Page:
Today’s post comes from Tom Putnam, Acting Director of the Office of Presidential Libraries.
In a recent conversation with a younger colleague about Presidents Day, I mentioned that while I appreciated the three-day weekend, I missed celebrating George Washington’s actual birthday and eating cherry pie.
“Cherry pie?” she asked. “Why cherry pie?”
The tradition stems, of course, from the famous (and likely apocryphal) story told by Mason “Parson” Weems in The Life and Memorable Actions of Washington—a biography published in 1800 shortly after Washington’s death. A moralistic tale depicting his many virtues, the book included the story of how as a young boy George Washington could not tell a lie and admitted to his father that he had chopped down a young cherry tree.
Weems’s source, he claimed, was a distant relative who spent time with the Washington family as a young girl. While the tale cannot be proved or disproved, it is true that Martha Washington’s Booke of Cookery contains family recipes for preserving and cooking with cherries.
And through the centuries, public lore continues to associate George Washington with the cherry fruit. At the elementary school I attended, cherry pie was served at lunch the day before the holiday. And on Washington’s Birthday itself, it was my family’s evening dessert.
Before 1971, Washington’s Birthday was celebrated on February 22 no matter what day of the week it fell. The tradition began in 1879, when Congress decreed that all government offices in the District of Columbia would close to mark Washington’s birth.
But in the late 1960s, Congress determined it would be better to celebrate the holiday on a Monday, creating a three-day weekend, on a date in February that fell between Washington and Lincoln’s birthdays. (You can read the full story in this Prologue article by C. L. Arbelbide.)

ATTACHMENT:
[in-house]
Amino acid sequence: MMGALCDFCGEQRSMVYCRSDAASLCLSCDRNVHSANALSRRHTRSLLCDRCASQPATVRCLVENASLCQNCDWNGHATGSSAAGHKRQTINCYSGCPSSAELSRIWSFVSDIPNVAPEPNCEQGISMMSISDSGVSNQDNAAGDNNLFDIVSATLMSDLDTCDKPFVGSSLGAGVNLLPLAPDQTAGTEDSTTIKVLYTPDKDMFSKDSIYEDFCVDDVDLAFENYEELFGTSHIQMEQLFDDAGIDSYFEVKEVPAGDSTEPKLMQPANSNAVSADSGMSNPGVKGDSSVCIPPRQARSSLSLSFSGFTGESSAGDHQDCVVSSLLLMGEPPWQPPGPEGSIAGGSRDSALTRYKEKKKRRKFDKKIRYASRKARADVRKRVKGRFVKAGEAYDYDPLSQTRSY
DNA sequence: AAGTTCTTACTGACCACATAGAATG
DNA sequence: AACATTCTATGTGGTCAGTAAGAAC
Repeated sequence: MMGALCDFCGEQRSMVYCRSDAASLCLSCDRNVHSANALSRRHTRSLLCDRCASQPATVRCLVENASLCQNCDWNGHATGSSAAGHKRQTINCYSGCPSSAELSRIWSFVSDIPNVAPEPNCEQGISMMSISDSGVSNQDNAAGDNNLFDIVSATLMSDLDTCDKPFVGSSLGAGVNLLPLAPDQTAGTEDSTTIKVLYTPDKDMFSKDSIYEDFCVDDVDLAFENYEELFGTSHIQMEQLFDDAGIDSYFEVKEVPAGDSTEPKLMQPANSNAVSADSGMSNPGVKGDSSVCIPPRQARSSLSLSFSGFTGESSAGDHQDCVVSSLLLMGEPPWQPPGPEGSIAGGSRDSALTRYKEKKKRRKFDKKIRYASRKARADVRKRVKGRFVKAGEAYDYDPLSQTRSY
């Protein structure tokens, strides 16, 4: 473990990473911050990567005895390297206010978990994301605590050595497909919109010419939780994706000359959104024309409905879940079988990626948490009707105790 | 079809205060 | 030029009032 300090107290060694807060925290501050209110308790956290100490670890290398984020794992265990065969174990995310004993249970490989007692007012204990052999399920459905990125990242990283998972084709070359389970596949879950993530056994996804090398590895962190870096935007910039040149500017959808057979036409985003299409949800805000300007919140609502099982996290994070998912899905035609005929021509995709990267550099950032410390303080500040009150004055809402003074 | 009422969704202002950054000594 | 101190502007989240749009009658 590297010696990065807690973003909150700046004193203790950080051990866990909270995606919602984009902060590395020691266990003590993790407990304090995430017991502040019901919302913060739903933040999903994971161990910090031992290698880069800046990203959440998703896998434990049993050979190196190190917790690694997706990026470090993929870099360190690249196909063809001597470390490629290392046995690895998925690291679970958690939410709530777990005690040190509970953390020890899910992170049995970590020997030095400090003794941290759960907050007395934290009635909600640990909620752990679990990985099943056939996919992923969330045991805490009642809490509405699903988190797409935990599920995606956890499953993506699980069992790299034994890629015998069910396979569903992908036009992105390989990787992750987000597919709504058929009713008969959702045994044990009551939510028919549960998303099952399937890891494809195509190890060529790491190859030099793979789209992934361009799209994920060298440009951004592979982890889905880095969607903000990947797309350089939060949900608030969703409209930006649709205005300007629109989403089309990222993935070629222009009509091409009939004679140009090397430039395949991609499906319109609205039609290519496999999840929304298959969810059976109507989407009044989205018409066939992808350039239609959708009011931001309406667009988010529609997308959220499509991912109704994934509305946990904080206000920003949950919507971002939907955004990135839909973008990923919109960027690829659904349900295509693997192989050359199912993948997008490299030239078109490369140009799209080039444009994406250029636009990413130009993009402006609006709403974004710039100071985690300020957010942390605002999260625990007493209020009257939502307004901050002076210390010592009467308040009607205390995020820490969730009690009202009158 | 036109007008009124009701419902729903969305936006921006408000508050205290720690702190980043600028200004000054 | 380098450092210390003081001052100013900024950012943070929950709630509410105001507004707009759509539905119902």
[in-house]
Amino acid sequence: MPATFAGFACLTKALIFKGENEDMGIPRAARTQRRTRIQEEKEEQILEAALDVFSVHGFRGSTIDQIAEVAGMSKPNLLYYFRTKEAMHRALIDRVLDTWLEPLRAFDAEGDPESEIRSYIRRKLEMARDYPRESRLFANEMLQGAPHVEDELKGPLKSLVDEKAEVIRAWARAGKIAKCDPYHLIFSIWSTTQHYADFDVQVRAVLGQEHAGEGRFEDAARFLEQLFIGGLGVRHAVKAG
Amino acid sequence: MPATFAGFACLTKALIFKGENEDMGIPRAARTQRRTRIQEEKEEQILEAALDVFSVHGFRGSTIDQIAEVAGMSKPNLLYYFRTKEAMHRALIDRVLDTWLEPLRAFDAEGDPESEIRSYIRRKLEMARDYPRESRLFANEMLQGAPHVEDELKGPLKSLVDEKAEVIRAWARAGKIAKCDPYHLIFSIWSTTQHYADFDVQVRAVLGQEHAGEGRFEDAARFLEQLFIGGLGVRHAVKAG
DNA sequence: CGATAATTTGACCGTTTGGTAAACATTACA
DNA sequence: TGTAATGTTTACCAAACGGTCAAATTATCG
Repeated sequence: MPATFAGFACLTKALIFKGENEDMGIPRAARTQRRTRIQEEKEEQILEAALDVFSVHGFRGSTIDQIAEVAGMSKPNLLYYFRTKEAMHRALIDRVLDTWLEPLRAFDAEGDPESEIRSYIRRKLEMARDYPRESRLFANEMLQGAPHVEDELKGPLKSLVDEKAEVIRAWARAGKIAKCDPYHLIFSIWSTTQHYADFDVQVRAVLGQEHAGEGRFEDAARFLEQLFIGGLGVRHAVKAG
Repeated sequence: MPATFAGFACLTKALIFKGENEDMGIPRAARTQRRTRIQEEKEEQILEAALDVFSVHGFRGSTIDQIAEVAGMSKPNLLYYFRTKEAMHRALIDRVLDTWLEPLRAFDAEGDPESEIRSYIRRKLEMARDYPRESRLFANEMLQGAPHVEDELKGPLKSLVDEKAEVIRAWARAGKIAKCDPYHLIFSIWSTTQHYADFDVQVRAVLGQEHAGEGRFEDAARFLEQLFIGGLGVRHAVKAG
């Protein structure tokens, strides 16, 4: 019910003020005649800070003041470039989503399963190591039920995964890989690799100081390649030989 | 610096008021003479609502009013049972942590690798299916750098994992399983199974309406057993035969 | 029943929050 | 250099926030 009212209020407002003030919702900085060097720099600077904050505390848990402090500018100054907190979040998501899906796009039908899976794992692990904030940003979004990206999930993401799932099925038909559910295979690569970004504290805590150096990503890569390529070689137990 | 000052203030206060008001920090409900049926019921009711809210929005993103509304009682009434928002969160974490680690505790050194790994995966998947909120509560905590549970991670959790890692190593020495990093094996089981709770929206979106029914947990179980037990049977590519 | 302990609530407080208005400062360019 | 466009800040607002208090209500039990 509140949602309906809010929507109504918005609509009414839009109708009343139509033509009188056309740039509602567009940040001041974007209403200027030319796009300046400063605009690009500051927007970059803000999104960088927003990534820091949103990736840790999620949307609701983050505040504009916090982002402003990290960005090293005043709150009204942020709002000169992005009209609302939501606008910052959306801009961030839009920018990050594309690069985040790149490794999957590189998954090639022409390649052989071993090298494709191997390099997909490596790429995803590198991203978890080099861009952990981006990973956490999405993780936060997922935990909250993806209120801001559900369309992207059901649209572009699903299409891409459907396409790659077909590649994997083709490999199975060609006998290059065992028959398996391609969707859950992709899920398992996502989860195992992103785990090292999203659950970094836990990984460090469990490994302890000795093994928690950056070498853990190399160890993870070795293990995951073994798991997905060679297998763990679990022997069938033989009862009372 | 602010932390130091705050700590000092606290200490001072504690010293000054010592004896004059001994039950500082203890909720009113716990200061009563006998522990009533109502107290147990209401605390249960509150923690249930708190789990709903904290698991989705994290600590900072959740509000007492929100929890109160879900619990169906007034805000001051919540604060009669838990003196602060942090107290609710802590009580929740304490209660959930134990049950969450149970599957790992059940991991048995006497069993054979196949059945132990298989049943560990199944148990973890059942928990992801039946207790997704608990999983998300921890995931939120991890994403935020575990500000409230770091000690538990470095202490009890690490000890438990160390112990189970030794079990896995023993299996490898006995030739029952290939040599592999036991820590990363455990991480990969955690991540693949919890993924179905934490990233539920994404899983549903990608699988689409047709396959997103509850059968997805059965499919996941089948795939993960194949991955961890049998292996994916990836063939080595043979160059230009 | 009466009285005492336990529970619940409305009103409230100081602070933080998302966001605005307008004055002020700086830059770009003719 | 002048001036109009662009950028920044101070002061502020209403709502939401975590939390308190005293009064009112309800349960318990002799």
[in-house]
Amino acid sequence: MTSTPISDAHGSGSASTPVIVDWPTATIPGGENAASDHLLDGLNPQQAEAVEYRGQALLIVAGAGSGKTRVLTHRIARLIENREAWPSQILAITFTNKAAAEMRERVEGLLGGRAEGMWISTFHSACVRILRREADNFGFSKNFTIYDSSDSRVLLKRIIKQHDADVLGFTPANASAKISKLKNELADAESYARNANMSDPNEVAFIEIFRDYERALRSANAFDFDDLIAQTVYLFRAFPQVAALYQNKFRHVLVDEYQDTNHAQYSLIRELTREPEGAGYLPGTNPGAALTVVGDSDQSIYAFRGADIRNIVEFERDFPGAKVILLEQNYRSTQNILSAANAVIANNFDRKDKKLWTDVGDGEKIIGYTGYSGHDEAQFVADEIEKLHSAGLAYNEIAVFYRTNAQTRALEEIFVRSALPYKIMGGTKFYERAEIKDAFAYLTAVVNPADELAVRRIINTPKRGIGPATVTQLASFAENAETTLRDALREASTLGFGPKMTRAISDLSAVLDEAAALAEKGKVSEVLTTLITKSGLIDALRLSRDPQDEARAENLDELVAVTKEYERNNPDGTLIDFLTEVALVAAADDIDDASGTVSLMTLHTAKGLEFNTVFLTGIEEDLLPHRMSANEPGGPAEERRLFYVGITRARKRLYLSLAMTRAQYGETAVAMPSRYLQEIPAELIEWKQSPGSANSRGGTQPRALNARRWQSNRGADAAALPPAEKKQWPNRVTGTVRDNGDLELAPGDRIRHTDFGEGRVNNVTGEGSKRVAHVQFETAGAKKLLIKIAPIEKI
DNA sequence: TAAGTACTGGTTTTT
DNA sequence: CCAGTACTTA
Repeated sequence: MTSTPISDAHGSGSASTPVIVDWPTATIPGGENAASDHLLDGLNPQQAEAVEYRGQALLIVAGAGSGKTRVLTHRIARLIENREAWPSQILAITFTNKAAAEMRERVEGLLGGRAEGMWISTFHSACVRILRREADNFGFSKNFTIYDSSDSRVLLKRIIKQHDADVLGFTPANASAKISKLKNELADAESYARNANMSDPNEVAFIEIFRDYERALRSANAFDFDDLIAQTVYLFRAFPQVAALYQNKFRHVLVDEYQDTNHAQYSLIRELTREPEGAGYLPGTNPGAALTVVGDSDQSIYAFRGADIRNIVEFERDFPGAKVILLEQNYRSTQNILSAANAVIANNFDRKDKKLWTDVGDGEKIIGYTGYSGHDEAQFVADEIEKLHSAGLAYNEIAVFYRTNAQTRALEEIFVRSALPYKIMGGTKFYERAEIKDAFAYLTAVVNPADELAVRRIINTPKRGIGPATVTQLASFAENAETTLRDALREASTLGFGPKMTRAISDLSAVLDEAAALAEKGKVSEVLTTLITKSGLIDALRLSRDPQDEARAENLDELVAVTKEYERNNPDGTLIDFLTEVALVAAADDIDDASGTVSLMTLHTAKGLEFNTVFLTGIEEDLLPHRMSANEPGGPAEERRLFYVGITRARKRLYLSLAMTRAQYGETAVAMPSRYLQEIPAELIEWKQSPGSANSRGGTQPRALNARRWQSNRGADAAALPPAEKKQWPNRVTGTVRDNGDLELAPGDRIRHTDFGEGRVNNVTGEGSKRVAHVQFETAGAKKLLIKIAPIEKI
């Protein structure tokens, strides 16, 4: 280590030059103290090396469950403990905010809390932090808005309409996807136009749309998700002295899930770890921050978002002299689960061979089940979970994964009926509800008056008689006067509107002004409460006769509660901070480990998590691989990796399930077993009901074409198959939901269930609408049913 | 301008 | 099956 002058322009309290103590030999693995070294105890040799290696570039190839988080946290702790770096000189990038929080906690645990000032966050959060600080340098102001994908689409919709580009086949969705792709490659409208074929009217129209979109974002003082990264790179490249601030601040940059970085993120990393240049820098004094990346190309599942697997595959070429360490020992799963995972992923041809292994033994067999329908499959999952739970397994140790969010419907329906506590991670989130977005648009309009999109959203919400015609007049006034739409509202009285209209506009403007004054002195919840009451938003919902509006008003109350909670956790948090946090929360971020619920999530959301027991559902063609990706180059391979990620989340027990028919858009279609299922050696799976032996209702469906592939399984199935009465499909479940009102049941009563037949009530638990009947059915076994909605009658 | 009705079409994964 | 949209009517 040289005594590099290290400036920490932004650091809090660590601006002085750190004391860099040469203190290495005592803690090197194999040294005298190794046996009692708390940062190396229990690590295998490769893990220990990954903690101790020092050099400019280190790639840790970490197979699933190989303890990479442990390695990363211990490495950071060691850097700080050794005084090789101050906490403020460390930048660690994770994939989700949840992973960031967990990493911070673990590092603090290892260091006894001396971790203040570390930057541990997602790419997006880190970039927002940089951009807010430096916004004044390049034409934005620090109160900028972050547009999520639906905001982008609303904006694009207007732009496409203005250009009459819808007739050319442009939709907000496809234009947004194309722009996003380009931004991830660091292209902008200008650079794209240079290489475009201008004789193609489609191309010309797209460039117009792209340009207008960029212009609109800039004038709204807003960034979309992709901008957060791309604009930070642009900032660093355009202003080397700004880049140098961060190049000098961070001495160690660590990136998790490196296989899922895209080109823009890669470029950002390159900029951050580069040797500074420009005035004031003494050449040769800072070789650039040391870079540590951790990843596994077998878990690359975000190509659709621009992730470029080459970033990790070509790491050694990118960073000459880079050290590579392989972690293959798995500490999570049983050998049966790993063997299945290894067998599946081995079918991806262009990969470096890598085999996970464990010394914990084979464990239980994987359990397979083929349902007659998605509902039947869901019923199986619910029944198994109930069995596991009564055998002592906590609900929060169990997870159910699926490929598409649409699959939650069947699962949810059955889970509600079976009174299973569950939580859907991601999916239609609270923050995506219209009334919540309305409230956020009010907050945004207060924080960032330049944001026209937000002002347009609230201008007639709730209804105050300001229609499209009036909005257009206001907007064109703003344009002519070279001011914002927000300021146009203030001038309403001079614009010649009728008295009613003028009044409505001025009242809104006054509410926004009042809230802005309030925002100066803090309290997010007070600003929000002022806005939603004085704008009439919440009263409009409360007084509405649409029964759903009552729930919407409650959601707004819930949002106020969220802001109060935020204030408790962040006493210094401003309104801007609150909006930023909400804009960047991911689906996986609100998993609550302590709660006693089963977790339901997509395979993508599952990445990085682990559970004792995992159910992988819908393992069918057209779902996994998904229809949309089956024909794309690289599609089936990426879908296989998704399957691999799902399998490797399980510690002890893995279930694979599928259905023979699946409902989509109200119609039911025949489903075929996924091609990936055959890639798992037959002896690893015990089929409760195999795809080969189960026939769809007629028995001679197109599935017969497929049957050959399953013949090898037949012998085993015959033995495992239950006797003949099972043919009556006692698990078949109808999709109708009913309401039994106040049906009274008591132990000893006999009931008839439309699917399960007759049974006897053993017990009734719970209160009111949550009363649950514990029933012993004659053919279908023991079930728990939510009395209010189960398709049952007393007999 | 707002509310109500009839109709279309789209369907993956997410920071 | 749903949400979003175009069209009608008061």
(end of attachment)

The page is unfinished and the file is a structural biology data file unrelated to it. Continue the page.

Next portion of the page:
Though the name of the holiday was never officially changed, over time it morphed in our popular culture from Washington’s Birthday to Presidents Day, which then became fodder for advertisers to market blowout sales at mattress and car dealerships.
While eating cherry pie and recounting a story from Washington’s youth that was likely untrue are odd traditions on which to hang one’s hat—I hold on to these childhood memories of a moment when the country paused to extol the character of our first President.
In school we were told of his bravery, integrity, and honor. And we were encouraged to follow his model as “the father of our country.”
I do not recall how old I was—though it was likely past my grade school years—when I understood the significance of Washington’s decision to voluntarily relinquish power and his many efforts to ensure that our fragile new republic long endured.
We were reminded as children that unlike the kings and queens of England, from which we had declared our independence, we lived in a democracy where any citizen could be elected President of the United States.
Washington was our secular role model—and celebrating his birth was part of the glue that united us as Americans.
Today our system of modern Presidential libraries engage their communities over Presidents Day weekend with special programming, speakers, and family festivals.
For years I attended those events at the Kennedy Library, where I once worked, and was always heartened by multiple generations coming to the library to share stories and lessons from our common history.
Despite their political differences, what unites all of our Presidents is their service and dedication to our country. And we hope by creating “Presidential” memories in those who visit our libraries and museums and participate in our programs—on Presidents Day or any day through the years—that we are helping to pass along the values we hold dear to generations who follow.
While we may not all eat cherry pie this Presidents Day—we can pause to reflect on the fundamental truths on which our country was founded. They remain the essential glue that connect us a people.
Please share your memories of President’s Day and your family’s tradition (past and present) to mark Washington’s birthday.